It was in 1908 that the American entrepreneur Charles Barnes convinced the British Columbia Development Association (BCDA), a London-based investment syndicate, to purchase 6000 acres of land to establish a farming community for British settlers next to the Thompson River.
Walhachin officially 'opened' for business in 1910.
It was, said the newspaper ads and glossy brochures, "the ideal place for men of a better class". In the place the Thompson Indians called 'bountiful valley' (it translates as 'land of the round rock') the company promised to build houses and manage ready-made estates for a modest fee so that "people of education and refinement" could enjoy the fruits of the soil and their leisure in the New World.
A life of tennis, cricket, polo, fancy dress parties, theatre productions and paid servants from the nearby Chinese or native communities beckoned.
But by 1914 this experimental horticultural colony had attracted only 300 of these affluent settlers - mainly bachelors and retired army officers - and the start of the Great War would spell the beginning of a speedy end for the colony. As many inhabitants returned to England to enlist, Walhachin became financially unviable and by 1922 was nothing but a ghost town.
A rare reminder of the fleeting community in B.C.'s Gold Country surfaced at Lincoln auctioneers Thomas Mawer on March 1. An album of over 50 black and white photos relating to the Walhachin project was consigned for sale by a local vendor who had been given it by an octogenarian named Mrs Wilkinson, for whom he worked as a painter and decorator in Hertfordshire 30 years ago. Mrs Wilkinson, it emerged, happened to be the sister of C.E. Barnes.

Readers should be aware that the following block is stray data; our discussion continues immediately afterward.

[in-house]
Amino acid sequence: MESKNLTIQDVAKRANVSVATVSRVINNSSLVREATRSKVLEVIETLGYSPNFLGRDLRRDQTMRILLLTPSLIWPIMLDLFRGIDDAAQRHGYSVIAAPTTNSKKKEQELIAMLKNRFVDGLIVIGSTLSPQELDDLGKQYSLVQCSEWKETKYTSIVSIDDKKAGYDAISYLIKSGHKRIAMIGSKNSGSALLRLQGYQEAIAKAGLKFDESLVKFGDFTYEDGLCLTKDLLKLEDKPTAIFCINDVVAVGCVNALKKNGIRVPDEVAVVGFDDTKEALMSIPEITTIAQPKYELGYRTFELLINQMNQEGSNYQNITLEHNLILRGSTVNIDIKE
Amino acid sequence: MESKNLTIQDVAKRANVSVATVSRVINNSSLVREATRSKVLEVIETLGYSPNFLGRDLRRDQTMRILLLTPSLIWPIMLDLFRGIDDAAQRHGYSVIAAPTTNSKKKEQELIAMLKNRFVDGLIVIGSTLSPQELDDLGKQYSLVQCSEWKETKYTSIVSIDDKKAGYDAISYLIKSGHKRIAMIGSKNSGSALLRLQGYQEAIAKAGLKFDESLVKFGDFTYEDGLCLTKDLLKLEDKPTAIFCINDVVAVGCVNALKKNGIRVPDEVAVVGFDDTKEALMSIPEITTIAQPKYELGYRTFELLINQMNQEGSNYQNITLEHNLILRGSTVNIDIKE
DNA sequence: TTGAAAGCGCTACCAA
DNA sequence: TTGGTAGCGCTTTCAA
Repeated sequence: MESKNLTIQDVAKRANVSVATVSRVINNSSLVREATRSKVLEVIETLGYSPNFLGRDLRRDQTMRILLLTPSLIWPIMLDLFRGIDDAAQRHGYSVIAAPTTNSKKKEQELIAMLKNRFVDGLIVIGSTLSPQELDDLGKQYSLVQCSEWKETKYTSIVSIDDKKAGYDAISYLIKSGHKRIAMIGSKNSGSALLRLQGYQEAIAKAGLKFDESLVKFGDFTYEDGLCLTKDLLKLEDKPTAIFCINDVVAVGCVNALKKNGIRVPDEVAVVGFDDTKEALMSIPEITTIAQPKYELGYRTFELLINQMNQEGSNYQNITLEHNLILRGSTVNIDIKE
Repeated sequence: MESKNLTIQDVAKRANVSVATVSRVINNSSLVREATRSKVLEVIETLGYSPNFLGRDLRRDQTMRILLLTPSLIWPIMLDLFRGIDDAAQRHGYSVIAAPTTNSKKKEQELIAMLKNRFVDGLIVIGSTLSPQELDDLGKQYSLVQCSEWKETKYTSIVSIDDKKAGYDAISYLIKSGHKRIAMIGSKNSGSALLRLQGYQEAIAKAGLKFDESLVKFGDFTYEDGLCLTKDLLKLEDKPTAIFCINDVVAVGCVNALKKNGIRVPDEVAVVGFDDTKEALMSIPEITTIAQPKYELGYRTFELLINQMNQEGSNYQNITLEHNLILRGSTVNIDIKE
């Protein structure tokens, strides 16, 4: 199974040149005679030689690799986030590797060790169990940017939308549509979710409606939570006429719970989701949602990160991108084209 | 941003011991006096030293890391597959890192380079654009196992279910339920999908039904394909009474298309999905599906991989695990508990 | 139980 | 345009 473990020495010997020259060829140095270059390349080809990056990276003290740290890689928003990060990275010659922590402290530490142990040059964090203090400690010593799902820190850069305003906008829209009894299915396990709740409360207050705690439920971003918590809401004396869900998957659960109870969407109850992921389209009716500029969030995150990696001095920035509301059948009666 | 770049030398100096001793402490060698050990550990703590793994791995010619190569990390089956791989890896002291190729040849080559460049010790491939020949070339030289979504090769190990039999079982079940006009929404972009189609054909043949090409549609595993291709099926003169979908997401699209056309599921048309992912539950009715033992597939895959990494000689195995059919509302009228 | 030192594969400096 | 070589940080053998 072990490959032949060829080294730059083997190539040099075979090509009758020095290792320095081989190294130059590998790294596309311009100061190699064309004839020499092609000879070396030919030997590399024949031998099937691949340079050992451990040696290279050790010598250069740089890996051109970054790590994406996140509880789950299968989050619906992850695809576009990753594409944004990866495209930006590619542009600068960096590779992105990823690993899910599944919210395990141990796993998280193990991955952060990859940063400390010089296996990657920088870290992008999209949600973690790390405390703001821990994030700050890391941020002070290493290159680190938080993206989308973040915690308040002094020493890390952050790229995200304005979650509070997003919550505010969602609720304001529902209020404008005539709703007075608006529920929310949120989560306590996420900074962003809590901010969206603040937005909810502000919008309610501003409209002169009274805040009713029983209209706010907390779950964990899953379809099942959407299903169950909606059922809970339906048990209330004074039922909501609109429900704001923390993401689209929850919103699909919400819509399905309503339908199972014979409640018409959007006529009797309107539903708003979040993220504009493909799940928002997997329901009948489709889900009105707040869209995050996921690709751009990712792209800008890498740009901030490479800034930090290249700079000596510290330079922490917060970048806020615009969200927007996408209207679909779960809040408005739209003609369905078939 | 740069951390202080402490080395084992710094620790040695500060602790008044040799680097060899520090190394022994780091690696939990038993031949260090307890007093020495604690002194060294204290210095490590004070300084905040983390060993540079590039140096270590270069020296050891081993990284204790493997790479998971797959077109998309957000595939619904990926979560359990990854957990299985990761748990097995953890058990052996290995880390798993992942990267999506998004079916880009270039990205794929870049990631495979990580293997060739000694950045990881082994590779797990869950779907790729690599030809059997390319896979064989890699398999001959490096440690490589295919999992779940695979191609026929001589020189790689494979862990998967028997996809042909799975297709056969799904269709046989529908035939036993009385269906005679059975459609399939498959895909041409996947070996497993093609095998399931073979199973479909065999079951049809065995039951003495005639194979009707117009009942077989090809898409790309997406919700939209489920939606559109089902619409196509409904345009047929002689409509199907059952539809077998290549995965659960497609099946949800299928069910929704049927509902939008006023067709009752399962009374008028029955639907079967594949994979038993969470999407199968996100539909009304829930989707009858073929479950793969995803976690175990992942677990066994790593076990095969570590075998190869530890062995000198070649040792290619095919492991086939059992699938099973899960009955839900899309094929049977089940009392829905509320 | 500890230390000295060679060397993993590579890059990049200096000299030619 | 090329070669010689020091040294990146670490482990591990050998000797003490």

The album (only a handful are thought to have been made) includes many evocative images, including the planting of orchards, the building of houses and town buildings plus the construction of a complicated irrigation system. The desert terrain in the interior of the province wasn't easily conquerable, but a team of engineers constructed a series of elaborate canal systems and wooden flumes to carry water to higher ground for irrigation from Bull Lake reservoir.
The vendor was hoping the album might generate £2000-3000 (towards the purchase of an engagement ring), although the market for such things is surely very small. In the event a London dealer, acting on behalf of a collector who, it is believed, is from British Columbia, was able to buy it on its reserve of £1500 plus 15% premium.
By Roland Arkell